I'm pretty new to blogging, and still finding my way around the LabSpaces world. So, I thought that for my first "real" post I would follow the lead of others and introduce myself. Be warned, this got a little long. But now when I say something you know where I'm coming from.
I am smack in the middle of starting my own lab. As in, my faculty appointment is just barely 1 month old. This is an exciting time for me, but also pretty stressful. Walking into a big empty lab is a little intimidating and there are inevitable bumps along the way. I'm in a super department at a fantastic public university, so my support system here is pretty good. But, we are sorely lacking in junior faculty and any faculty that are not white+male. But I'm getting ahead of myself here. My goal with this blog is to keep myself sane while also (hopefully) providing some insight into how the tenure track works from the perspective of a new Assistant Professor. I also want to use this space to highlight science that I think is especially entertaining.
I grew up in a rural part of one of the big square (flyover) states in the middle of the US. As a little girl, I ran around outside playing with the various critters that I could catch. I took apart everything I could to "see how it worked". I was NOT good at putting things back together. I knew what I wanted to do when I grew up as soon as I learned that you could be a "scientist" (age 12) on a visit to DC when we stopped by NIH (a distant relative was a postdoc at the time). I went to a small liberal arts school because I was able to start working in a lab doing research my first year. I started out doing organic chemistry. In my third year, a Biology Prof convinced me to work with him after I took a class with him. All this lab work only convinced me more that I had picked the right career path. So, off to grad school! I went to a Big Name University. At BNU I had a great time-grad school ROCKED! There were smart people all around and lots of fun science. Back then, I did structural biology and biophysics. I went into a WAY different field for my postdoc, mostly because I had gotten interested in more "biological" problems. I worked for a super guy, and had an EXCELLENT postdoc time. Yes, such a thing exists. My postdoc mentor gave me support and free reign to do what I found interesting. Sure, Dr. Mentor had some flaws (don't we all?) but it was a fantastic environment and I learned a lot. So, a couple of years ago I wrote a K99. I didn't really think I was going to be a super candidate. I spent my postdoc time developing new projects and hadn't published as much (or in as fancy places) as some folks I knew. But hey, it totally worked!! In the middle of my postdoc, my partner and I decided to have a kiddo. Mini-G is AWESOME-super cute, smart and hilarious. I say this as a totally biased observer, of course. So yeah, I've done the baby in the middle of career thing. It is really hard but SO WORTH IT, as far as I'm concerned. The arrival of Mini-G didn't alter my career aspirations at all, but certainly changed some of my behavior patterns. For the better, I think. But I'll save my musings on this for another time.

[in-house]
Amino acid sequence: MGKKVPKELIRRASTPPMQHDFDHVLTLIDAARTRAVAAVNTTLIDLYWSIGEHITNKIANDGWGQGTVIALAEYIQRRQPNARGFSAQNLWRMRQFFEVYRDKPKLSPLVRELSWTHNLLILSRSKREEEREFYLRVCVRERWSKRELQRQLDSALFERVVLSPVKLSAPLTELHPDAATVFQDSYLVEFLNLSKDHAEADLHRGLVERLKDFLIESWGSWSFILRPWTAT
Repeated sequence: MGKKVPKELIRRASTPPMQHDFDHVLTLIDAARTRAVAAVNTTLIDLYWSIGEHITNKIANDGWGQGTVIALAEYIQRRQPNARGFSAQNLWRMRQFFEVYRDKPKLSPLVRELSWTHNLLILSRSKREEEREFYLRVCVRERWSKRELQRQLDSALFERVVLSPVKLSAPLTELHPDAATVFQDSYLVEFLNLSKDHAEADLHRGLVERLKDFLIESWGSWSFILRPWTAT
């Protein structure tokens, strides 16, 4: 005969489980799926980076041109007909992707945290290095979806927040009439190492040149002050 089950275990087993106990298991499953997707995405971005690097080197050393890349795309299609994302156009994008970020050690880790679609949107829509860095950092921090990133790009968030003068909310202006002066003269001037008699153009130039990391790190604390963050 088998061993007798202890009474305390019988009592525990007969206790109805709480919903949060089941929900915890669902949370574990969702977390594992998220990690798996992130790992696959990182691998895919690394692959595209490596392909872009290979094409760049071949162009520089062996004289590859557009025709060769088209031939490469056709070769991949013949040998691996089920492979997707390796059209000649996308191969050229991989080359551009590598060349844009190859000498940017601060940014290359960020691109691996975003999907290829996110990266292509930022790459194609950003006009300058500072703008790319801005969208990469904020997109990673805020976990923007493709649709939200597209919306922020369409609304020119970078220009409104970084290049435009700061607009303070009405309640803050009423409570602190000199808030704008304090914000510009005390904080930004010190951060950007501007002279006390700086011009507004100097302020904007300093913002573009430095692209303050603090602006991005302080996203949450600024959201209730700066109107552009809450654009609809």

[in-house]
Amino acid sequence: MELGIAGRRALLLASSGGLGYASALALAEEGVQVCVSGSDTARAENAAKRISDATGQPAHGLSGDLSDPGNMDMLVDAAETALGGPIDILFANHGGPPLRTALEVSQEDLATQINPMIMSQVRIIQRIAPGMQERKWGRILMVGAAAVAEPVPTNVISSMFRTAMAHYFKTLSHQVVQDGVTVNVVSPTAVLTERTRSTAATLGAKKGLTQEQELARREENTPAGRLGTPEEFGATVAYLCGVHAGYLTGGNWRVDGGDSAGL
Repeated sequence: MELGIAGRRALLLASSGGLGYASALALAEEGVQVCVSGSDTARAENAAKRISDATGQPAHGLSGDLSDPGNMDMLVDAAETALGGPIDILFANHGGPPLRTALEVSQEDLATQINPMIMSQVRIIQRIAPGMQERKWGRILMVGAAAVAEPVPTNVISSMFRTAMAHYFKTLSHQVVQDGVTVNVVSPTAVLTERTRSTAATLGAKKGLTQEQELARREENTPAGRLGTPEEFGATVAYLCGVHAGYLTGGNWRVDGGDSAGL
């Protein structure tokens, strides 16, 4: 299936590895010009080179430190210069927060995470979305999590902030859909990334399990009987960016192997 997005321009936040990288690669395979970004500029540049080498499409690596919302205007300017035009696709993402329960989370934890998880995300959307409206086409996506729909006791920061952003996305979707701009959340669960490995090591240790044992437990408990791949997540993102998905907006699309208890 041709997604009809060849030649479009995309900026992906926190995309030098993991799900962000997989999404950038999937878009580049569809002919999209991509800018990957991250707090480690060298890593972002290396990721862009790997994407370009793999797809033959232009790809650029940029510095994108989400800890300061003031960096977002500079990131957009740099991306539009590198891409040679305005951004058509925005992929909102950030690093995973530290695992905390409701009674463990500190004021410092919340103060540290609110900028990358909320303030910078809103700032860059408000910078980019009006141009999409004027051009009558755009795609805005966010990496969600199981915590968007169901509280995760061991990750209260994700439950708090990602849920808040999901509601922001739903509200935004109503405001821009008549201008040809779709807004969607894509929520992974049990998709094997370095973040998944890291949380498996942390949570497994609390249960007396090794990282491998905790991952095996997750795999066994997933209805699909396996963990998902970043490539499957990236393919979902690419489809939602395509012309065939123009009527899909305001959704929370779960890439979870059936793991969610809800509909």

The New Job
With K99 money rolling in, I started up a job search. I applied *almost* everywhere. I think I sent out ~100 applications. I got my first two interviews really early in the season, both at places I was really excited about. The first interview was AWESOME at a place that I REALLY wanted to go. So, when I got the offer (before I had done any other interviews-they were on fast-track!) it was all I could do not to yell YES YES YES !!!. I was warned this is bad negotiating. I did, however, run around Postdoc Inst. like a crazy person. I held off accepting the offer until after my 3rd interview, when it was obvious that I really did like the first place and wasn't just feeling desperate. The offer I got was good. I got them to add a couple of minor things and then I signed on the line. I was sitting in my new office long before most other folks on the market had finished second interviews. So now, I'm in the throws of starting up a research group. I have the lab stocked and a small group up and walking, if not running. I've started to learn on-the-job accounting, politics, management and mentoring. No matter how much you think that you trained for this as a post-doc, actually being the PI is totally different. So far, things seem to be going well, but really what I need now is to have some grant-writing success.
What I'm doing here
Who the fuck knows. I guess that I hope that writing this blog will help keep me sane as I launch into my tenure-track world. In a more selfish sense, I will benefit from outside perspective (it is damn easy to get caught staring at the end of your nose in this business) and, hopefully, become a better writer. I do hope that sharing what I'm going through will be useful for others who are following this same path. I would also like to start talking more about science, especially the value of model organisms and basic science. And also shit that is just cool. Because why else would I be doing science if it weren't so much fun?
In conclusion: I *heart* science. WOO HOO!